Scientists agree that bee colony collapse disorder (CCD) may be caused by a number of combined factors, but admit they still don't know precisely why it occurs or why it has tapered off in recent years.
The unsolved bee phenomenon has sparked intense and contentious debate within the scientific community and the public. It even garnered itself a Facebook page: Colony Collapse Disorder - Save The Honey Bees!
The disorder, first reported in 2006 and peaking in 2007, is specific, says Jeff Pettis, an entomologist who consults beekeepers on pollination health.
CCD, Pettis tells Science News, occurs when an apparently health hive loses all of its worker bees between the course of a few hours and a few weeks, leaving its queen bee, eggs and larvae to starve to death or be raided by other workers.
"It was 'OK, something weird just happened,'" recalls Jay Evans of the USDA honey bee lab in Beltsville, Maryland, when he saw the first cases more than 10 years ago. "It looked like a flu, something that kind of swept through miraculously fast."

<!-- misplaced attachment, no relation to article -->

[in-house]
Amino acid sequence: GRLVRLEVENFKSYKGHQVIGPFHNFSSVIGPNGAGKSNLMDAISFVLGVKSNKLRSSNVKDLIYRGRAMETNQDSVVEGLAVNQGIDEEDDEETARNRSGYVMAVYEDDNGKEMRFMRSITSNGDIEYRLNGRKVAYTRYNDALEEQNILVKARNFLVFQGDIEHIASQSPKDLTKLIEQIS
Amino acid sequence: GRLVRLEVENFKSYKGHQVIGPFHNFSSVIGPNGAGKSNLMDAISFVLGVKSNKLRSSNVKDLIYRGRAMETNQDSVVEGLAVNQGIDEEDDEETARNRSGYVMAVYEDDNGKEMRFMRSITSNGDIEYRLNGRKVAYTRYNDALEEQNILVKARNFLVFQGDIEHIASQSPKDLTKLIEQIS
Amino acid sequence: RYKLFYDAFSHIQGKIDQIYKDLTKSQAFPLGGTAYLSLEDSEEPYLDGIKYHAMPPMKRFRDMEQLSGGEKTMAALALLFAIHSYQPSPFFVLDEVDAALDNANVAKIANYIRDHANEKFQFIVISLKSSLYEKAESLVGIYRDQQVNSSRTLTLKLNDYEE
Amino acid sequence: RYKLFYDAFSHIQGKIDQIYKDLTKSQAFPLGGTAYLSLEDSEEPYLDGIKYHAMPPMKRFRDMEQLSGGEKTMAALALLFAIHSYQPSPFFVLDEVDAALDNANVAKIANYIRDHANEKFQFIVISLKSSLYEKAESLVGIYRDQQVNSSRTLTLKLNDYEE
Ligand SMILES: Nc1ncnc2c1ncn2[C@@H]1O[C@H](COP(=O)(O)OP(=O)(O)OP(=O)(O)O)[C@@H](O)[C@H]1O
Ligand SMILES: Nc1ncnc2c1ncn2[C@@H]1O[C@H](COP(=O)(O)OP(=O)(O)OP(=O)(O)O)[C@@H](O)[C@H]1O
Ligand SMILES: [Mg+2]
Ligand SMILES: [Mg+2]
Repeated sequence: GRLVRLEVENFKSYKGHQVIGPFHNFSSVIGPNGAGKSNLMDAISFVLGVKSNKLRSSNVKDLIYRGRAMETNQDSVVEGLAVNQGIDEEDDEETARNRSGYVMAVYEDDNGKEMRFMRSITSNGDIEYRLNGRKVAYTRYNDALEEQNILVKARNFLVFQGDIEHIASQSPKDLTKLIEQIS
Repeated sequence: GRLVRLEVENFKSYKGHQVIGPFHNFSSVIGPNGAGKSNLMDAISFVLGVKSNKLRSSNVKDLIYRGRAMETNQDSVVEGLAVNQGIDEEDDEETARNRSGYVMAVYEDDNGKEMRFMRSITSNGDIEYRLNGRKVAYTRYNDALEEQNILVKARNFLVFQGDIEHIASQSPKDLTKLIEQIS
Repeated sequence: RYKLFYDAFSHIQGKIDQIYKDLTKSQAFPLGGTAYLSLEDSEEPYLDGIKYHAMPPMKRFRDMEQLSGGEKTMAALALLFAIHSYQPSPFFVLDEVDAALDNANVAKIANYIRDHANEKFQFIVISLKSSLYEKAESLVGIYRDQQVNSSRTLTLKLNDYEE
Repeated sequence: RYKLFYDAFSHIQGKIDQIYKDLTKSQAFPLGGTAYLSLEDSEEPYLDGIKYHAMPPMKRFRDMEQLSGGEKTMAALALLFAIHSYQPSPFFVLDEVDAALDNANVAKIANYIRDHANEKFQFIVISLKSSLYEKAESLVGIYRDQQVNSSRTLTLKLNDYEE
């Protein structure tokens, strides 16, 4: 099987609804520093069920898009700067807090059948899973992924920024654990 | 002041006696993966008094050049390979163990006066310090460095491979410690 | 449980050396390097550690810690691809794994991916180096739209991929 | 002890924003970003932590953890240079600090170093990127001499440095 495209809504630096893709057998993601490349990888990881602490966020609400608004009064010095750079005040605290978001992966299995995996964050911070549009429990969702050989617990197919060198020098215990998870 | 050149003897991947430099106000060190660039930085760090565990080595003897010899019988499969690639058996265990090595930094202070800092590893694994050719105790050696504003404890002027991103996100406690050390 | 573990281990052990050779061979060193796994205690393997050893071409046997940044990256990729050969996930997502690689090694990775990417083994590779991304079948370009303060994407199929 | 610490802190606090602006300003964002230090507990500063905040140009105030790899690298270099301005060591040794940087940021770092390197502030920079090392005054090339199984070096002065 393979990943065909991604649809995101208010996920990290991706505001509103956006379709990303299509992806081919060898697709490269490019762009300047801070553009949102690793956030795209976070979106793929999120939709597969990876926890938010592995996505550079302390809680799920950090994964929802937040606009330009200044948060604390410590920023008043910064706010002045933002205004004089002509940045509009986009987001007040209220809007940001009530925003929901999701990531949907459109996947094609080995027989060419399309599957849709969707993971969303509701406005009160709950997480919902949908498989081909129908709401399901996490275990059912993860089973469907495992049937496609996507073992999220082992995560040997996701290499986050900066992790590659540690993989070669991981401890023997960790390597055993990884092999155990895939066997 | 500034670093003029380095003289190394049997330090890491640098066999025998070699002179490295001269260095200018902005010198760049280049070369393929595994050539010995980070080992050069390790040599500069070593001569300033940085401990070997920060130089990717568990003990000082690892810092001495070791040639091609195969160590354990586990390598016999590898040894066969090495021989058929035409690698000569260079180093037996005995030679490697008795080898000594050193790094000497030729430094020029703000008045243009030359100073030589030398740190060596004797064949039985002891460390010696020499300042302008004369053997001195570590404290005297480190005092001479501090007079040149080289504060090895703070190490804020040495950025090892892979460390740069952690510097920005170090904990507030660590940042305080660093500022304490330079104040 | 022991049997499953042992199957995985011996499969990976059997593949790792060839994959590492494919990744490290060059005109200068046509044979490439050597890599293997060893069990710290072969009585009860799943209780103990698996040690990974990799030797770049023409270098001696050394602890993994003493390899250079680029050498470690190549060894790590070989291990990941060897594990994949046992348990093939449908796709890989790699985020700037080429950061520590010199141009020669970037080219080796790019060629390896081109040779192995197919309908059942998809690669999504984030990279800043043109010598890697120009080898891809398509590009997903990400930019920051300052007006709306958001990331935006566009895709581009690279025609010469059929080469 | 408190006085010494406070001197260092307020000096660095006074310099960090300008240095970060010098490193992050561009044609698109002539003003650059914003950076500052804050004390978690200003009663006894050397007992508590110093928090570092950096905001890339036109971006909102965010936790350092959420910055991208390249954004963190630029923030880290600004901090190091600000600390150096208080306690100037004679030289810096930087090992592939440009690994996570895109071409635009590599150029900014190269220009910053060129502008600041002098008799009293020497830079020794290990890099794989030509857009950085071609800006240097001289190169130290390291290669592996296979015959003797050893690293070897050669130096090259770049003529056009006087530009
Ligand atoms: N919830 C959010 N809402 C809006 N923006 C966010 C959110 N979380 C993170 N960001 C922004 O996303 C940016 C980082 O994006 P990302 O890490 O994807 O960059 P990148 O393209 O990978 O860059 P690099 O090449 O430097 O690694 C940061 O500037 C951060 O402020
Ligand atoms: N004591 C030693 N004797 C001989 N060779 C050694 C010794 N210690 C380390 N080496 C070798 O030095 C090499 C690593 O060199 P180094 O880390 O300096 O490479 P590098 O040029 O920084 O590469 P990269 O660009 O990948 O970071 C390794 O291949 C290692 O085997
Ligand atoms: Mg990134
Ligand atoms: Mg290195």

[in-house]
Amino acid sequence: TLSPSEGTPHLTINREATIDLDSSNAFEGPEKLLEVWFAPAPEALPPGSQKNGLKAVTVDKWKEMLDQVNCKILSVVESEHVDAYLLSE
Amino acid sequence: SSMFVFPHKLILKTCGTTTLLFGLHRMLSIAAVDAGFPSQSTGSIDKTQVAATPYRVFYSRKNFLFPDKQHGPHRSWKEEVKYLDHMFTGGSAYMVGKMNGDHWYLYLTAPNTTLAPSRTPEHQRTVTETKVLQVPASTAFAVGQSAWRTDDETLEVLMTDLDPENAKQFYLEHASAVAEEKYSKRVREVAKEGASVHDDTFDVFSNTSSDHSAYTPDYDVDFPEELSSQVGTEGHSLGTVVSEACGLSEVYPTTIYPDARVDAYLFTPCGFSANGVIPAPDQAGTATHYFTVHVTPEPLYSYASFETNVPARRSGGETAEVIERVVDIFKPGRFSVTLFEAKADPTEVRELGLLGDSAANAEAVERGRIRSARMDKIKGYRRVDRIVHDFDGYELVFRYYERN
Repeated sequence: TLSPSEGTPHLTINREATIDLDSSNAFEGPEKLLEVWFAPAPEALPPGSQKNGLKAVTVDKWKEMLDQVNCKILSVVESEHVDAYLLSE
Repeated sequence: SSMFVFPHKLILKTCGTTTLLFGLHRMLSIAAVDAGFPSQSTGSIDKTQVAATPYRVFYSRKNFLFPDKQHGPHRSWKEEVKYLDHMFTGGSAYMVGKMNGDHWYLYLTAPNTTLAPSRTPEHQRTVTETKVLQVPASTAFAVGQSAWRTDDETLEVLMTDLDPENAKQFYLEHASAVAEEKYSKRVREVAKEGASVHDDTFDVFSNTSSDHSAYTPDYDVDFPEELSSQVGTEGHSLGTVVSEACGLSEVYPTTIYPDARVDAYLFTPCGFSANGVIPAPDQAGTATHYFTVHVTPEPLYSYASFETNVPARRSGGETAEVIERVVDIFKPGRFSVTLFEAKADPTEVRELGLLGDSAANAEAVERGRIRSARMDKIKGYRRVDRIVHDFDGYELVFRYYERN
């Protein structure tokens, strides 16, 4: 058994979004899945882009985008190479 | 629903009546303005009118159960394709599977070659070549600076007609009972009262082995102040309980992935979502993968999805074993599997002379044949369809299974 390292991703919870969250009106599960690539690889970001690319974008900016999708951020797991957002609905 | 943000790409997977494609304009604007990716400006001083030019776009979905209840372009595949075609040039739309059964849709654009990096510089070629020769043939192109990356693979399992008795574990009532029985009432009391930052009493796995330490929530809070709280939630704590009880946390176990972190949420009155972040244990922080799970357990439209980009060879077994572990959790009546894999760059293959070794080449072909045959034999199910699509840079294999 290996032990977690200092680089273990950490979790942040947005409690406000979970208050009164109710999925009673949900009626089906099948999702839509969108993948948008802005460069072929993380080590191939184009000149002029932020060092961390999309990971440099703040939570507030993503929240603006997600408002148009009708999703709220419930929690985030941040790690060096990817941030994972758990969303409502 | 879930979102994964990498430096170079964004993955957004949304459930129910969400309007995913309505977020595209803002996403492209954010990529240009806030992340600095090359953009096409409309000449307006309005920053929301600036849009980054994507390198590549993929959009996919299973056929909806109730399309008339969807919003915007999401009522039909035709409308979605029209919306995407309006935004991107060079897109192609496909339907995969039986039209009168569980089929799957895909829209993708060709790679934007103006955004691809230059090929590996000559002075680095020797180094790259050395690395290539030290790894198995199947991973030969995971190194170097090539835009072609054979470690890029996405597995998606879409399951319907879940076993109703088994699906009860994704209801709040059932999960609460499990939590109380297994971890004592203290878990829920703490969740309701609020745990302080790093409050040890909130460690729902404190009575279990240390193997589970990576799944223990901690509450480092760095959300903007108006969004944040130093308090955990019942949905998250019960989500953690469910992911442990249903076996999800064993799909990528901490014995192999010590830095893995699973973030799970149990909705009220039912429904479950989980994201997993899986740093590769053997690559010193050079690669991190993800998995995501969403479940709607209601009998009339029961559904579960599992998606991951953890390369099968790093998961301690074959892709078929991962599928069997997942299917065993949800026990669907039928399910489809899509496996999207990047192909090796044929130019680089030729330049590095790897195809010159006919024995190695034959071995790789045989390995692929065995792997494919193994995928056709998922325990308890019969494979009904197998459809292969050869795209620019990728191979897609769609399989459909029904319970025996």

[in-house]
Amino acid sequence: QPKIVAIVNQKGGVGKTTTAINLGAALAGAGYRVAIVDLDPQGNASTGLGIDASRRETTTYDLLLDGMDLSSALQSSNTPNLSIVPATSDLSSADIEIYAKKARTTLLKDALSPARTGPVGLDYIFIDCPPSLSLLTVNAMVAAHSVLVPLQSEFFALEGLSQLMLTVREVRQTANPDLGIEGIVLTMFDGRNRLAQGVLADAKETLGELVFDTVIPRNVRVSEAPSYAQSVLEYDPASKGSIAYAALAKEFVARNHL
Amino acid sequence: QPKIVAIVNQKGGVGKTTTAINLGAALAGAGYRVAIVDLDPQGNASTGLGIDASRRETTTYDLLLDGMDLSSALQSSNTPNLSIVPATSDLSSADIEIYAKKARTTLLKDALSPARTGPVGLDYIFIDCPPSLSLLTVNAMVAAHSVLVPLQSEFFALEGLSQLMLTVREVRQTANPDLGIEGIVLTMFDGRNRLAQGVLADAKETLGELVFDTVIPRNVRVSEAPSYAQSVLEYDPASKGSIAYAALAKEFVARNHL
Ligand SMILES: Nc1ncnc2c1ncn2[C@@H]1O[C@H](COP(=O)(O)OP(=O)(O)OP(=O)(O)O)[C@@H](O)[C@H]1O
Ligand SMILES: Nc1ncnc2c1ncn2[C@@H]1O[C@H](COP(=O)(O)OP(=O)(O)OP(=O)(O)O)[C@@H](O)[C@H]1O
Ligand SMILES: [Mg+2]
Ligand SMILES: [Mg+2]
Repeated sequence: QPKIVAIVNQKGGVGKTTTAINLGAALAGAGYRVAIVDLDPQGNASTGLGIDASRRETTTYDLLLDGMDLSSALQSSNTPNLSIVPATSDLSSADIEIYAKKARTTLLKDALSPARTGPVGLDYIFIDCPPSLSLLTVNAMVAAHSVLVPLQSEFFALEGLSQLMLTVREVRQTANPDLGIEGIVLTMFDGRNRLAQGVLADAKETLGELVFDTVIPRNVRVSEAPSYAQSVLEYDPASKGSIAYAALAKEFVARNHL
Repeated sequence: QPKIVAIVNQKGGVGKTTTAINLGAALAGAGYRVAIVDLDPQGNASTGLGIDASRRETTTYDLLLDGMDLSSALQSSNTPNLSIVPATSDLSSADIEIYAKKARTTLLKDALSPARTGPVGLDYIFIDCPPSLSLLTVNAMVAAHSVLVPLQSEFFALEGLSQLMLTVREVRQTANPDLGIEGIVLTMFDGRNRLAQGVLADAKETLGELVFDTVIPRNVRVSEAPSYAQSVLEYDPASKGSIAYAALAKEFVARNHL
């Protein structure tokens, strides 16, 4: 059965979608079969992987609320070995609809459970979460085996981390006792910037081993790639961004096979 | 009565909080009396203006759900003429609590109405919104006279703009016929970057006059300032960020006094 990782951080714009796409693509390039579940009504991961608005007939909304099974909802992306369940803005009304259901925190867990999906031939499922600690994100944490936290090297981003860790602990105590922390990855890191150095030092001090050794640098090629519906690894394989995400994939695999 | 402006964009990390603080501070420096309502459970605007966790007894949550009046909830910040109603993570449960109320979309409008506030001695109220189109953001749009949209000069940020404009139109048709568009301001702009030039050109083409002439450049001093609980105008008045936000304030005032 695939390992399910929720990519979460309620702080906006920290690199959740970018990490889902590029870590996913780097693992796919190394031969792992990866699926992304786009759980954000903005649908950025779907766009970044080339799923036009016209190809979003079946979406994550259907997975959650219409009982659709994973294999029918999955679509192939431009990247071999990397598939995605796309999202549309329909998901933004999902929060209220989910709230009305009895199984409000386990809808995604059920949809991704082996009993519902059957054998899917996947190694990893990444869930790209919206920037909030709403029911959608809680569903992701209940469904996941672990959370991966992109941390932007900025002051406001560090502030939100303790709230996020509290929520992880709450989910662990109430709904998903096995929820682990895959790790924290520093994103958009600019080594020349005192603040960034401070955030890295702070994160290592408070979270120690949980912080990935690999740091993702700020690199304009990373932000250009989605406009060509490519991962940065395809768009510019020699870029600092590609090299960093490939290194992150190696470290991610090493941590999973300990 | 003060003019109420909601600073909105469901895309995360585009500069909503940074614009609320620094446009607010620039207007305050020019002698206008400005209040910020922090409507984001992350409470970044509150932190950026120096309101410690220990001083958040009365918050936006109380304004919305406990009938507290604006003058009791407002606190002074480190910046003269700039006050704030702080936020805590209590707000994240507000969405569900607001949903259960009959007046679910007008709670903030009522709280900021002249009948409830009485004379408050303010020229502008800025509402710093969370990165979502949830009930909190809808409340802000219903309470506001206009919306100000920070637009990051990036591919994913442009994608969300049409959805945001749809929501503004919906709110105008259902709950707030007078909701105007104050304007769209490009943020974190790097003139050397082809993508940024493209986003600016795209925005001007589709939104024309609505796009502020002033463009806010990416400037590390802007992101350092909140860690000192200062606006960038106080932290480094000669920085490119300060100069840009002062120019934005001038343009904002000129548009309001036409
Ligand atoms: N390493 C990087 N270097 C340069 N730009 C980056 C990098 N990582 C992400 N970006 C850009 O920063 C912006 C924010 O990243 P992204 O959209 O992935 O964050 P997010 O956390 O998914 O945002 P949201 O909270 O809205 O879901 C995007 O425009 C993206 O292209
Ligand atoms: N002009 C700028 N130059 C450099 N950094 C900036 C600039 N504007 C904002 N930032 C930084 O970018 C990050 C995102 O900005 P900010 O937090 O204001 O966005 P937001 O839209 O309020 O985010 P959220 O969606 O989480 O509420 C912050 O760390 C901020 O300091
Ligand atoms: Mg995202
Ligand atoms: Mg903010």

The drastic drop-off in worker bees sparked a slew of theories as to the possible cause. Some scientists proposed it was triggered by the invasive pathogen Israeli Acute Paralysis Virus (IAPV).
Harvard University researchers theorized that CCD was the direct result of insecticides acting as nerve-poisoning agents on the honey bee workers. Other reports suggested the bees suffered as a result of varroa mites, hive beetles, Nosema fungi, and a deformed-wing virus.
Pettis was even approached by some who said the bees were disappearing because of "alien abductions… and the bees were being called home."
But as the number of "credible cases" has declined over the past five years, scientists and apiculturists have become more willing to admit that CCD isn't caused by just one thing, but is likely the result of several factors – even though their nature is as yet unknown.
Pettis says colony collapse occurs in two stages: stressors such as poor nutrition and insecticides weaken the bees' immune system, making them more susceptible to mites or IAPV, which can then kill them quickly and in droves.
Others, including the US Environmental Protection Agency, also advocate the "four Ps" theory: that poor nutrition, pesticides, pathogens and parasites are the cumulative culprits responsible for CCD.
Though colony collapse has dropped off dramatically, apiculturists across the United States still lost a third of their hives between April 2016 and March 2017.
CCD is not only damaging to hives, but also cost bee-keepers between US$8billion and $12billion between 2006 and 2007, according to the US Department of Agriculture.